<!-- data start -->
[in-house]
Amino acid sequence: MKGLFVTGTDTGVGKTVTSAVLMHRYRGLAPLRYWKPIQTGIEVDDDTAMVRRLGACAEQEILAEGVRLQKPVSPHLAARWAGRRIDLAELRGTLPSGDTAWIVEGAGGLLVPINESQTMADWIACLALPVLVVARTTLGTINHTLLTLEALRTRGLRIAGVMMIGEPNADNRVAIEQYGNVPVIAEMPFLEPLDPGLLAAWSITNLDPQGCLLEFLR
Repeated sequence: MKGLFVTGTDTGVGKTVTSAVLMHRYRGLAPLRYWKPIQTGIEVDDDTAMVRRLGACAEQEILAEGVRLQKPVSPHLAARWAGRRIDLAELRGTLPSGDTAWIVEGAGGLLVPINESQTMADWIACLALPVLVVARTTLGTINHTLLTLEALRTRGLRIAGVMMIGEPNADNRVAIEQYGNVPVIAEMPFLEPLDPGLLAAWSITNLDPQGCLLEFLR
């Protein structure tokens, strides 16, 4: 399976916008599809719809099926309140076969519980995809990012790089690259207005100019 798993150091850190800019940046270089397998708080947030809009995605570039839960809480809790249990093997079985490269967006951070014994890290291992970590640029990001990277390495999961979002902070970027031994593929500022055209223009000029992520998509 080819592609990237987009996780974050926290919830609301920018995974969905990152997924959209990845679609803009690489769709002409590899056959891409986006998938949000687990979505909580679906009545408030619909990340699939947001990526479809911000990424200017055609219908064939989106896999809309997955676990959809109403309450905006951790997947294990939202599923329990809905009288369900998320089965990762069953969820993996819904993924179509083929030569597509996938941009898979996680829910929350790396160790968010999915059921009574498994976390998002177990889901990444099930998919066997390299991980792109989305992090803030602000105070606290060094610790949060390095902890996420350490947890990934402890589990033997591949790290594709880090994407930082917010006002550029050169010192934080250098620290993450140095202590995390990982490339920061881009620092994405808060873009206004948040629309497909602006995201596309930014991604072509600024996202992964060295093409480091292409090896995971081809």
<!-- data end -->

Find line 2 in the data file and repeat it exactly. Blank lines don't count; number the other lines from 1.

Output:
Amino acid sequence: MKGLFVTGTDTGVGKTVTSAVLMHRYRGLAPLRYWKPIQTGIEVDDDTAMVRRLGACAEQEILAEGVRLQKPVSPHLAARWAGRRIDLAELRGTLPSGDTAWIVEGAGGLLVPINESQTMADWIACLALPVLVVARTTLGTINHTLLTLEALRTRGLRIAGVMMIGEPNADNRVAIEQYGNVPVIAEMPFLEPLDPGLLAAWSITNLDPQGCLLEFLR